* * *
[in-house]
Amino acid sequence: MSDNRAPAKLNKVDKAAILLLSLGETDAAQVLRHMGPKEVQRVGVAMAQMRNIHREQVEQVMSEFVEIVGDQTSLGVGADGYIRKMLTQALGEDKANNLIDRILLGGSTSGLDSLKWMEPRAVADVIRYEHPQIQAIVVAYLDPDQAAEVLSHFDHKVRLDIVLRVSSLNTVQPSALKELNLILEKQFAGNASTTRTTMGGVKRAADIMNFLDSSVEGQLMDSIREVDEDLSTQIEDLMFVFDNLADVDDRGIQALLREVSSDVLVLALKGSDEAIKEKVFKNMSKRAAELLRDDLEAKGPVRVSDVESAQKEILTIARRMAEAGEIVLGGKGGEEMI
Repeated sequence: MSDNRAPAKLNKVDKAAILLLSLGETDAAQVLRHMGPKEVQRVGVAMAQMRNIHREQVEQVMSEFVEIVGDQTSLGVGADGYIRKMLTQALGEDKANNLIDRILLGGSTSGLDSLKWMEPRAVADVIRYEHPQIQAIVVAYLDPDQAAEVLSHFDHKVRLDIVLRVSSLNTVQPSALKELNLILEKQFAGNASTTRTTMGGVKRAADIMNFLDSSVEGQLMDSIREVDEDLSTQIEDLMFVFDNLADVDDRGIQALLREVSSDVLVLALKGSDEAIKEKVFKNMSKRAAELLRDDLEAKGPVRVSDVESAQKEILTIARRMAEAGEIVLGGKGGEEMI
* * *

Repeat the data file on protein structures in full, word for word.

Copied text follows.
[in-house]
Amino acid sequence: MSDNRAPAKLNKVDKAAILLLSLGETDAAQVLRHMGPKEVQRVGVAMAQMRNIHREQVEQVMSEFVEIVGDQTSLGVGADGYIRKMLTQALGEDKANNLIDRILLGGSTSGLDSLKWMEPRAVADVIRYEHPQIQAIVVAYLDPDQAAEVLSHFDHKVRLDIVLRVSSLNTVQPSALKELNLILEKQFAGNASTTRTTMGGVKRAADIMNFLDSSVEGQLMDSIREVDEDLSTQIEDLMFVFDNLADVDDRGIQALLREVSSDVLVLALKGSDEAIKEKVFKNMSKRAAELLRDDLEAKGPVRVSDVESAQKEILTIARRMAEAGEIVLGGKGGEEMI
Repeated sequence: MSDNRAPAKLNKVDKAAILLLSLGETDAAQVLRHMGPKEVQRVGVAMAQMRNIHREQVEQVMSEFVEIVGDQTSLGVGADGYIRKMLTQALGEDKANNLIDRILLGGSTSGLDSLKWMEPRAVADVIRYEHPQIQAIVVAYLDPDQAAEVLSHFDHKVRLDIVLRVSSLNTVQPSALKELNLILEKQFAGNASTTRTTMGGVKRAADIMNFLDSSVEGQLMDSIREVDEDLSTQIEDLMFVFDNLADVDDRGIQALLREVSSDVLVLALKGSDEAIKEKVFKNMSKRAAELLRDDLEAKGPVRVSDVESAQKEILTIARRMAEAGEIVLGGKGGEEMI